for methamphetamine by a method called LC time-of-flight mass spectrometry.

And anything that's positive above a certain threshold by that procedure is then confirmed by an alternate procedure. In this case methamphetamine was positive on the screen, and we ran a confirmation test for amphetamines.


Amphetamines confirmation test actually consists of ten compounds, but we are only interested in the target compounds that we are actually confirming in this case. So in this case we did detect methamphetamine, and because it's a metabolite of methamphetamine there was evidence of amphetamine, but it was below the reporting limit, so it was not reported.

ELDREDGE: And you indicated that amphetamine is a metabolite of methamphetamine, is that right?


ELDREDGE: And does that mean then that the body breaks down methamphetamine into amphetamine over time?

ISENSCHMID: Yes, it does.

ELDREDGE: In addition to confirming the presence of amphetamine was there also an indication on initial testing of buprenorphine?

ISENSCHMID: There was an indication on the LC time-of-flight screen. But because it was below the reporting limit, it was not confirmed so it's merely an indication.

ELDREDGE: And when you say indication that just means it didn't go through that second step of the process, is that right?


ELDREDGE: What is buprenorphine?

ISENSCHMID: Buprenorphine is a drug that's prescribed. It's called suboxone and it's typically prescribed for opioid agonist therapy for people that are going through opiate treatment.

ELDREDGE: And are the components of suboxone, both buprenorphine but also naloxone?


ELDREDGE: And is naloxone essentially generic Narcan?


ELDREDGE: Getting back to the blood that was tested in this case, you indicated that it was hospital blood, is that right?

ISENSCHMID: That's correct.

ELDREDGE: What's significant about using hospital blood for testing?

ISENSCHMID: Well, hospital blood is -- if it's anti-mortem blood is more representative of what is actually circulating in the body prior to the time of death. After death, there are changes that occur with drug concentrations particularly in central blood got collected from the heart.

That's a phenomenon known as postmortem redistribution where drugs go from areas of higher concentration to lesser concentration.

That is less of an issue with peripheral blood samples such as femoral blood, but it can still occur. So it's ideally you would want to try to get a sample as close to the time of death as possible.

ELDREDGE: And if a blood sample is taken after death or after extensive CPR on a patient can there be some postmortem redistribution?

ISENSCHMID: I think that's possible. There's a lot you don't know but it certainly is possible and if it does, it tends to increase concentrations.

ELDREDGE: And when you say increase concentrations, does that mean that the level might show higher than it actually was at the time of death?


ELDREDGE: What about hemolysis? What's hemolysis?

ISENSCHMID: Hemolysis is the breakdown of a red blood cell.

ELDREDGE: And does that -- or did it have any impact on the testing in this case?

ISENSCHMID: No, I mean, that would have an impact on certain clinical chemistry tests like potassium which is stored in red blood cells but when you analyze a blood sample for drugs you are analyzing a whole sample so it would have no effect.

ELDREDGE: So you mentioned that NMS Labs receives thousands of samples a day, tens of thousands of samples a year, did you review and compile some data from the year 2020 with respect to NMS's fentanyl cases and methamphetamine cases?


ELDREDGE: And would those help you to contextualize the results in this case?


ELDREDGE: Your Honor, I would offer for demonstrative purposes, Exhibit 920.

JUDGE PETER CAHILL, HENNEPIN COUNTY: Any objection for the use for demonstrative purposes?

And what was the number again, Ms. Eldridge?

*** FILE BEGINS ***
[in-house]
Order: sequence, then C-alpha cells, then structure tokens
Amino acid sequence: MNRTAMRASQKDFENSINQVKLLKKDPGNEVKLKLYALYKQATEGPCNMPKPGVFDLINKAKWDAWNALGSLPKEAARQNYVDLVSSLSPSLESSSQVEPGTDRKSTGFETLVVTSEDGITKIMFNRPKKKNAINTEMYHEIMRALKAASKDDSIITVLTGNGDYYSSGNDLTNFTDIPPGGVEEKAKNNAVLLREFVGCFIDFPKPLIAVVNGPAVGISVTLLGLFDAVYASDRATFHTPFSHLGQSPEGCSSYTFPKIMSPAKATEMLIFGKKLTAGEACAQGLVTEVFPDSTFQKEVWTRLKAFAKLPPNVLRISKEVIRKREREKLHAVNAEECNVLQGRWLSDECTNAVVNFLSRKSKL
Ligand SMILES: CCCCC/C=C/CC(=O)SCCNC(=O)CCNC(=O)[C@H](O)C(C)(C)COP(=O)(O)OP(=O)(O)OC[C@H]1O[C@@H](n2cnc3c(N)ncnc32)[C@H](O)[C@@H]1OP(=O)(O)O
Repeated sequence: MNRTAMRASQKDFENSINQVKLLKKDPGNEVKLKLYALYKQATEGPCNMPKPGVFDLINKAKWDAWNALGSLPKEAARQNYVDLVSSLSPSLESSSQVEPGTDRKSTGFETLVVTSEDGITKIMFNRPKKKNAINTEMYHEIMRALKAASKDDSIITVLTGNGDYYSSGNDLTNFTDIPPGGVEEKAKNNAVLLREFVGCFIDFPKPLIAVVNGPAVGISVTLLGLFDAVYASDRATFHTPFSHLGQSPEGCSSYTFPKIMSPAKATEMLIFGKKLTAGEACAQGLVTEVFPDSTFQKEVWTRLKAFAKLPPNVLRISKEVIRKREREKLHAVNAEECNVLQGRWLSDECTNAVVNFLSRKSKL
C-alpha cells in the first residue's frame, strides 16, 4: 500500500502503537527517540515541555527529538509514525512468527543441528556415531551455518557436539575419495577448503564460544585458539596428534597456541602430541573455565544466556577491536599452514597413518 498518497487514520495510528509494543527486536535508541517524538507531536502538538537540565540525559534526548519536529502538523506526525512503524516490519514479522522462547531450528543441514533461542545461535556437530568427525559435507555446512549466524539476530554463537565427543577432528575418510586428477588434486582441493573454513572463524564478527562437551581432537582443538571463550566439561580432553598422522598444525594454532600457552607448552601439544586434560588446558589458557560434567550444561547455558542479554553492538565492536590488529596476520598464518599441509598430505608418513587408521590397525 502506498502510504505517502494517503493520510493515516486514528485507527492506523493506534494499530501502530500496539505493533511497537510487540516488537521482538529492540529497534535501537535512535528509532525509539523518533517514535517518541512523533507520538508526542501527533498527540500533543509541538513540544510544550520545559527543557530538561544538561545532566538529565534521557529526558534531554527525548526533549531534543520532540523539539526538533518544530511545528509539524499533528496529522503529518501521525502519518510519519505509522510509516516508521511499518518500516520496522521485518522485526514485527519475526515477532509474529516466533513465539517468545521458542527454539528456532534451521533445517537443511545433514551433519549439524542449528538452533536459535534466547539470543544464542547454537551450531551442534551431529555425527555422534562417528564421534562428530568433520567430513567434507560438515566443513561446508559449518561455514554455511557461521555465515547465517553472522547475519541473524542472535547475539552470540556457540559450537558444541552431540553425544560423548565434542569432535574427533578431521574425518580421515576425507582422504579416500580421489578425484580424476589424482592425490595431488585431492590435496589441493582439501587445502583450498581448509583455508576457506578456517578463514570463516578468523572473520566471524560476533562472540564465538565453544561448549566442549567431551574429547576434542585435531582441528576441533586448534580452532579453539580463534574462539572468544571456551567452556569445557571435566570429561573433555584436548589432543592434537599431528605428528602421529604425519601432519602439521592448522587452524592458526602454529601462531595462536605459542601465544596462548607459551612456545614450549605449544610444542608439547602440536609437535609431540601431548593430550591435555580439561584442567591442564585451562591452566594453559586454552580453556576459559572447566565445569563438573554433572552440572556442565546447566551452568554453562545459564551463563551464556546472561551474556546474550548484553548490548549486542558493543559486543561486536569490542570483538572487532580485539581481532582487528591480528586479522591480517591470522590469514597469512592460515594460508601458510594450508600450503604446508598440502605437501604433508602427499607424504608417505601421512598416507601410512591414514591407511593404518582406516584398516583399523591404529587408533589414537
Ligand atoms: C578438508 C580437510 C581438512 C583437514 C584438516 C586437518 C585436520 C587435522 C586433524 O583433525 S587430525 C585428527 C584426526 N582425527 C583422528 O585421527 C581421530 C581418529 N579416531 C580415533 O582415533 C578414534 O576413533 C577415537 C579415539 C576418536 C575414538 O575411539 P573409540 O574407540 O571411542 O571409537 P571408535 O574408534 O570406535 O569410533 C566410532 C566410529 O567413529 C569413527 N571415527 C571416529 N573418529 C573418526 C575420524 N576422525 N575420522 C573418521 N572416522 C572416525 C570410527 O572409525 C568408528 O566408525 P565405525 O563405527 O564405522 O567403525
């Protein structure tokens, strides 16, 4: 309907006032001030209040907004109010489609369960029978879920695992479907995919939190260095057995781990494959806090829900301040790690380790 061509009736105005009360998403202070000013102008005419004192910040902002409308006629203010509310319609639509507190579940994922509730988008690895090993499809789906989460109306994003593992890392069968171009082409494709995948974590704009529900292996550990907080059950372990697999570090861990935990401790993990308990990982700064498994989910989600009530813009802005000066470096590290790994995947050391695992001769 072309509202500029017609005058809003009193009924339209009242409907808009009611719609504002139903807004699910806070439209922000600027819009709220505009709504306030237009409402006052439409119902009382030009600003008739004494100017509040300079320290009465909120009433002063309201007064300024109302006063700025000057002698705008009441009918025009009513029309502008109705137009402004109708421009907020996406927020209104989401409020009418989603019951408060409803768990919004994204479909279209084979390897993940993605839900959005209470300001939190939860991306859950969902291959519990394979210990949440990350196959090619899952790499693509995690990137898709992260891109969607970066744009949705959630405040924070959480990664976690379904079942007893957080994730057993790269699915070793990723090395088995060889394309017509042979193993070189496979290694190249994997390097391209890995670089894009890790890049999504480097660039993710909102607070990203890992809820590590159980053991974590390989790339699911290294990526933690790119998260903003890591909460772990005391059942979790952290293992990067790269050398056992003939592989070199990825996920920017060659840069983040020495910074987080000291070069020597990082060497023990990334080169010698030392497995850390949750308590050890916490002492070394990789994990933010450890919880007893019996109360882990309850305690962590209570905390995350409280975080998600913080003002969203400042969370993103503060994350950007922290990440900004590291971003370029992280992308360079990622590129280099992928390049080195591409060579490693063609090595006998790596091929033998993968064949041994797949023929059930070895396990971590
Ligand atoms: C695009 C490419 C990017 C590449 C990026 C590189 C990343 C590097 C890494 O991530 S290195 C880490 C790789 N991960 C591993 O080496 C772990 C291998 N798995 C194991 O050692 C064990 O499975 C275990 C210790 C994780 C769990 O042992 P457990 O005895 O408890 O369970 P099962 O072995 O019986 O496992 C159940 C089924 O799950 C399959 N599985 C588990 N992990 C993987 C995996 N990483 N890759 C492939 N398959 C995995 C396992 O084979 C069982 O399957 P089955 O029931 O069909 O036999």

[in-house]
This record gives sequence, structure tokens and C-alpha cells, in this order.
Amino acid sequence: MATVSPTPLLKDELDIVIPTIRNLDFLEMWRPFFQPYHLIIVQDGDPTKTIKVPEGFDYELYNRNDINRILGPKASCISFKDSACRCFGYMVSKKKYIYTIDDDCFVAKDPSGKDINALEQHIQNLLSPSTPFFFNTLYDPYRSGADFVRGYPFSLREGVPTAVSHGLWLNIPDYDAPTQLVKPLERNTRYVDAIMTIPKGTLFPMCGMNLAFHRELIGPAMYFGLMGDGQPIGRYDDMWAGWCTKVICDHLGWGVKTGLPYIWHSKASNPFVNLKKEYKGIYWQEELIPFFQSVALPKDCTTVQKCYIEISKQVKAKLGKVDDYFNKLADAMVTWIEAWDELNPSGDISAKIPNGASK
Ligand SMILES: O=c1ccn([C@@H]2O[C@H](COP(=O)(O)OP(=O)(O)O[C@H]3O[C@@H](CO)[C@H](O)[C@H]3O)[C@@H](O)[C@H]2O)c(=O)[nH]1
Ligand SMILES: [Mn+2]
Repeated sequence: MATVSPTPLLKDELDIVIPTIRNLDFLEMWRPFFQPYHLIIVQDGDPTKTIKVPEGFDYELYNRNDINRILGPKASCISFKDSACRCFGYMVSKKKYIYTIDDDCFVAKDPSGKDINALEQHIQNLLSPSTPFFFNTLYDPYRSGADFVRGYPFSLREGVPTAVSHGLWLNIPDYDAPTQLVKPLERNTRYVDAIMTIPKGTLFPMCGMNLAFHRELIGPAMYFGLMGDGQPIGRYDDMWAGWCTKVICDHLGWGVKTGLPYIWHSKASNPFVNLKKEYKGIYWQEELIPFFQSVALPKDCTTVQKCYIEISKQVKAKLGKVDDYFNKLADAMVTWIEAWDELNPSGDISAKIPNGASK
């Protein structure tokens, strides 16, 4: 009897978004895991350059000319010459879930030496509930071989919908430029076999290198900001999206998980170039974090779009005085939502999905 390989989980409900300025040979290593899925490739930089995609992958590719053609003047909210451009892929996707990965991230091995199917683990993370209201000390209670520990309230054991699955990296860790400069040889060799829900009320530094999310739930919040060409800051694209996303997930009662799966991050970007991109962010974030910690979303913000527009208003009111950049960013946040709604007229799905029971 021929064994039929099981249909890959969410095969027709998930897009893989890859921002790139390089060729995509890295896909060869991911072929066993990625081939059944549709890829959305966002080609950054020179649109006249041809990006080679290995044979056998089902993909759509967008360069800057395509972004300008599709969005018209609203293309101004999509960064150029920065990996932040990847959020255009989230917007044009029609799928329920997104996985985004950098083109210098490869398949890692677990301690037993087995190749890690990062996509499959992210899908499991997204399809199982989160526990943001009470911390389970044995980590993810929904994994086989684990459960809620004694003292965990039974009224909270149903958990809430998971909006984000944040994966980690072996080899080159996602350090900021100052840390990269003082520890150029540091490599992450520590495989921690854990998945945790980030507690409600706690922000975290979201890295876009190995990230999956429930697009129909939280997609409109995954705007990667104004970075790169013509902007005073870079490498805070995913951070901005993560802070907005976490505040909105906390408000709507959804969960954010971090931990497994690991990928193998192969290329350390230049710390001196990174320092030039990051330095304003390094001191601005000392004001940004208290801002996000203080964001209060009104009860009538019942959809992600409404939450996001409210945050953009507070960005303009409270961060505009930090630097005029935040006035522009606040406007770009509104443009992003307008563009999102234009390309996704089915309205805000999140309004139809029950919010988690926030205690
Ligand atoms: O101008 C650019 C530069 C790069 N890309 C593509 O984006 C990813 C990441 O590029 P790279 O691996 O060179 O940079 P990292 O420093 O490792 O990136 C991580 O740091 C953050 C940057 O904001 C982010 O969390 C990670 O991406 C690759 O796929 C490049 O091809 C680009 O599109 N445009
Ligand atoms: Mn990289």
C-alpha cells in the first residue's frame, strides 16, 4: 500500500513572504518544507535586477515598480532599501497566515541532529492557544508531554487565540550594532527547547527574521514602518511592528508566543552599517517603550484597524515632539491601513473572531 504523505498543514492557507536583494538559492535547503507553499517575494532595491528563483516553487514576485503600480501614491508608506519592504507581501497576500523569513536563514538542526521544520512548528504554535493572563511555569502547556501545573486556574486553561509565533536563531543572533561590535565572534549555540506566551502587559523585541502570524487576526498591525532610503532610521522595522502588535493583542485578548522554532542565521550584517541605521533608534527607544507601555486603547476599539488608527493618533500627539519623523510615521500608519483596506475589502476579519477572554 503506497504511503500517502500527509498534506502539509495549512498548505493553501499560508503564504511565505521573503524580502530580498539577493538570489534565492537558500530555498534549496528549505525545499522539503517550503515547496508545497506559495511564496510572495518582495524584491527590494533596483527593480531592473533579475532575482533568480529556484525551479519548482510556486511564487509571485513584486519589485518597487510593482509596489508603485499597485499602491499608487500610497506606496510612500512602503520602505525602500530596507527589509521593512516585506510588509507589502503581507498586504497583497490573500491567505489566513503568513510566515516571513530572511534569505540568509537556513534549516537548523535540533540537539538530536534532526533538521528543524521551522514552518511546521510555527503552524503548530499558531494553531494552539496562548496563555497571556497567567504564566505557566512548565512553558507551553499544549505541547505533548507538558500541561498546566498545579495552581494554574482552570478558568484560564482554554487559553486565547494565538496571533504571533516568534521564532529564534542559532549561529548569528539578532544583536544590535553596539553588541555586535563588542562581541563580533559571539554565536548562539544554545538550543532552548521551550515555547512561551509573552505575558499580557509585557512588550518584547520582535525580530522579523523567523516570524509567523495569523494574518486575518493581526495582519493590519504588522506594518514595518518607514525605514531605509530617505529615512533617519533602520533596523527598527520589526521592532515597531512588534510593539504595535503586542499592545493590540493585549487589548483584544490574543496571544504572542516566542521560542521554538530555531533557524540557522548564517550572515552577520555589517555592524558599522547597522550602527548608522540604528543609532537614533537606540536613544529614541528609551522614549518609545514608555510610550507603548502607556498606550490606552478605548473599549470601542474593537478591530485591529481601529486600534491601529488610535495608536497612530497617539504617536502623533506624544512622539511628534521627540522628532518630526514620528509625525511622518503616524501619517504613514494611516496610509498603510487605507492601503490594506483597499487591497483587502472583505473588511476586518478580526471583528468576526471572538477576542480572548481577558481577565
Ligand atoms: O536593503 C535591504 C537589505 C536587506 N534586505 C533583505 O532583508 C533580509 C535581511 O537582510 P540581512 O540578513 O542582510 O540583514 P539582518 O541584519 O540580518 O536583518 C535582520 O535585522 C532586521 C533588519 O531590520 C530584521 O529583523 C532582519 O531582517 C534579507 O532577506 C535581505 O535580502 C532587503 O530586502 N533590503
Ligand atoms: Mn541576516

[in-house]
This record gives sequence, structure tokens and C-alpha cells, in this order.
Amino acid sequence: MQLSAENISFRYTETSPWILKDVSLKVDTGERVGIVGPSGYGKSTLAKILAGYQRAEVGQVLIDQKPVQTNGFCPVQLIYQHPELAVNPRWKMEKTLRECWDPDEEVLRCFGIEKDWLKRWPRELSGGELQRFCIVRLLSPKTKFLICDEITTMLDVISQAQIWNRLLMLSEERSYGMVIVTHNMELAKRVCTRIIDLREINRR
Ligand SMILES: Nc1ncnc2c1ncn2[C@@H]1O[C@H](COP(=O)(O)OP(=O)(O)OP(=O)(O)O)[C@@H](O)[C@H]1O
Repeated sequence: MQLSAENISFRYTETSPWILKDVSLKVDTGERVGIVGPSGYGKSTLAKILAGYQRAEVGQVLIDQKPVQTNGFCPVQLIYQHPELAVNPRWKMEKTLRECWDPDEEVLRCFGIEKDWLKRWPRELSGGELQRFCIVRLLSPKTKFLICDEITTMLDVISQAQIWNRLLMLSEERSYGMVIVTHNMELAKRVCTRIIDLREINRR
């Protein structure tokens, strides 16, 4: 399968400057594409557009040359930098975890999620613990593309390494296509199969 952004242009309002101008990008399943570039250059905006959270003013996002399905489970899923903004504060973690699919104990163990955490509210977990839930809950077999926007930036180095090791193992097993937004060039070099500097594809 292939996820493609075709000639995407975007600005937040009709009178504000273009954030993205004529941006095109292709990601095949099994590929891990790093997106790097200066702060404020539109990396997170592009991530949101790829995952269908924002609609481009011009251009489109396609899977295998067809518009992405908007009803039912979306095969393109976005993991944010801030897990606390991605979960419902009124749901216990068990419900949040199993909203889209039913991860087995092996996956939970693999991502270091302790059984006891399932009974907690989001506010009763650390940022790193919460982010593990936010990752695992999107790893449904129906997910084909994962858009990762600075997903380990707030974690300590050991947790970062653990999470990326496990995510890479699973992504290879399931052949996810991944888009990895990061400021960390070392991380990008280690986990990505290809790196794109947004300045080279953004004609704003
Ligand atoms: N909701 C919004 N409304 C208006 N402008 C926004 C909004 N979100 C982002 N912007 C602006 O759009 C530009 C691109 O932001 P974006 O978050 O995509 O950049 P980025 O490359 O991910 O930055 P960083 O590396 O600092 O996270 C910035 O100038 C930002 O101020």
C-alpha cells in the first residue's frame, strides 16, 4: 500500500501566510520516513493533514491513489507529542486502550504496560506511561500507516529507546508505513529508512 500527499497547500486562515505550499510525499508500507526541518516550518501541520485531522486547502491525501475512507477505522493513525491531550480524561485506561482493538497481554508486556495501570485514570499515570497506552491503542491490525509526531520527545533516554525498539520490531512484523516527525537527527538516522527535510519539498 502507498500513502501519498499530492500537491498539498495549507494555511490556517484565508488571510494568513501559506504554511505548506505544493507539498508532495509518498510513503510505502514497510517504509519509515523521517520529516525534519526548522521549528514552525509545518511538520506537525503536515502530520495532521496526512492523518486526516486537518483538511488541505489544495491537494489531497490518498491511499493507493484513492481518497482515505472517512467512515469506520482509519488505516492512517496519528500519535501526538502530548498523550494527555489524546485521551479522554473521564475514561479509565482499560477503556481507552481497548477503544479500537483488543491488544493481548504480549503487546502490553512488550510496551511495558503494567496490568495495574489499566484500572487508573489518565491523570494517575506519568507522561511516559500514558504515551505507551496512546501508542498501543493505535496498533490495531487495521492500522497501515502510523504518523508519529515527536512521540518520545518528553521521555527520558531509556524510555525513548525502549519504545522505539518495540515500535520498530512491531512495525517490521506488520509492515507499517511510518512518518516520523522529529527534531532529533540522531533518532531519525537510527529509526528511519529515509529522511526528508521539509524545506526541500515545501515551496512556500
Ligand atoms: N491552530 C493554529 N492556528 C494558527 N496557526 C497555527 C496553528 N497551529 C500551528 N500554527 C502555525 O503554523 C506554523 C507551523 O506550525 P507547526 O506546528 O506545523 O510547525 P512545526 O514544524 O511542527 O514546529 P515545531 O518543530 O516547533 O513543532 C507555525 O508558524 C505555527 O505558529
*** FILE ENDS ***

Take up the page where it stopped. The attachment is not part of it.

ELDREDGE: Sorry, your Honor?

CAHILL: Exhibit number?


CAHILL: 920 is received for demonstrative purposes only, which means members of the jury, it won't go back with you for deliberation, but it will be received for (INAUDIBLE) witnesses testimony.

ELDREDGE: And if we could publish. Thank you, your Honor.

All right, Dr. Isenschmid, I'm going to have you describe what's shown on the screen.

ISENSCHMID: So as of right now, we're looking at what happens when fentanyl is metabolized over time into norfentanyl, so gradually the amount of fentanyl starts to decrease and the norfentanyl starts to increase.


ELDREDGE: And that's what happens as the body metabolizes fentanyl? Is that right?

ISENSCHMID: That is correct.

ELDREDGE: Next slide please. And could you describe what's shown here, please?

ISENSCHMID: So this is data from NMS Labs from year 2000. And we looked at the fentanyl concentrations in postmortem cases, specifically in those and only those that were collected in peripheral blood. Again for the reasons I mentioned before. Central blood like cardiac blood can have a significant postmortem distribution. So we wanted to look at samples that had a minimal amount of that.

ELDREDGE: I think you indicated the year 2000, is this data from 2020?

ISENSCHMID: Sorry, 2020, my mistake. So this from the year 2020. And we have 19,185 cases that we looked at. And in the peripheral blood in these postmortem cases the mean fentanyl concentration, average fentanyl concentration was 16.8 nanograms per milliliter, and the median concentration was 10, median being 50 percent above and 50 percent below.

ELDREDGE: And with respect to you, peripheral blood, you indicated that chose the samples that would have minimal postmortem redistribution. Is that right? ISENSCHMID: Correct.

ELDREDGE: And why is that in comparison to this case?

ISENSCHMID: Because the sample that we had of hospital blood is probably going to have less issues with postmortem redistribution than we would have had, had it been postmortem blood.

ELDREDGE: And then these cases that represented as postmortem cases, are these cases that you would be getting from ME's offices or coroners' offices?


ELDREDGE: And where the individual would be deceased or dead?

ISENSCHMID: Correct. We also looked at the norfentanyl concentrations and those were 6.01 as a mean, and the median down at 2.2 nanograms per milliliter.

ELDREDGE: So just to clarify with respect to these postmortem cases the average level of fentanyl was 16.8 nanograms per milliliter, and the average level of norfentanyl was 6.01 nanograms per milliliter, is that right?


ELDREDGE: Next slide please. What's shown here?